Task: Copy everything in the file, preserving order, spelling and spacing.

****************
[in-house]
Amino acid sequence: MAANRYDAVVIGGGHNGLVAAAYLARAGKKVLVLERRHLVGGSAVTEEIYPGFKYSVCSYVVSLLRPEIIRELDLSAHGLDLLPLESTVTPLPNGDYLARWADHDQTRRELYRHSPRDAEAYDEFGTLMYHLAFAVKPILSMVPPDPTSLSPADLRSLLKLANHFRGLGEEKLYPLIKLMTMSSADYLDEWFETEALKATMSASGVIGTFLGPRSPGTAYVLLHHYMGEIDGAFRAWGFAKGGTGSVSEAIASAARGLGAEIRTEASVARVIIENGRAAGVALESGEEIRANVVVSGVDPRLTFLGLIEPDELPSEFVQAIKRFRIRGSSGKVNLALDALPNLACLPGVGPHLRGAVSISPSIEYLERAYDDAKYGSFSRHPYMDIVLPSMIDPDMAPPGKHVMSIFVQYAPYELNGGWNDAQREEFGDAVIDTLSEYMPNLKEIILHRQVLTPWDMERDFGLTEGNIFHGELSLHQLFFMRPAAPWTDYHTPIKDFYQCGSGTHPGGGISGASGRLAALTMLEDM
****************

[in-house]
Amino acid sequence: MAANRYDAVVIGGGHNGLVAAAYLARAGKKVLVLERRHLVGGSAVTEEIYPGFKYSVCSYVVSLLRPEIIRELDLSAHGLDLLPLESTVTPLPNGDYLARWADHDQTRRELYRHSPRDAEAYDEFGTLMYHLAFAVKPILSMVPPDPTSLSPADLRSLLKLANHFRGLGEEKLYPLIKLMTMSSADYLDEWFETEALKATMSASGVIGTFLGPRSPGTAYVLLHHYMGEIDGAFRAWGFAKGGTGSVSEAIASAARGLGAEIRTEASVARVIIENGRAAGVALESGEEIRANVVVSGVDPRLTFLGLIEPDELPSEFVQAIKRFRIRGSSGKVNLALDALPNLACLPGVGPHLRGAVSISPSIEYLERAYDDAKYGSFSRHPYMDIVLPSMIDPDMAPPGKHVMSIFVQYAPYELNGGWNDAQREEFGDAVIDTLSEYMPNLKEIILHRQVLTPWDMERDFGLTEGNIFHGELSLHQLFFMRPAAPWTDYHTPIKDFYQCGSGTHPGGGISGASGRLAALTMLEDM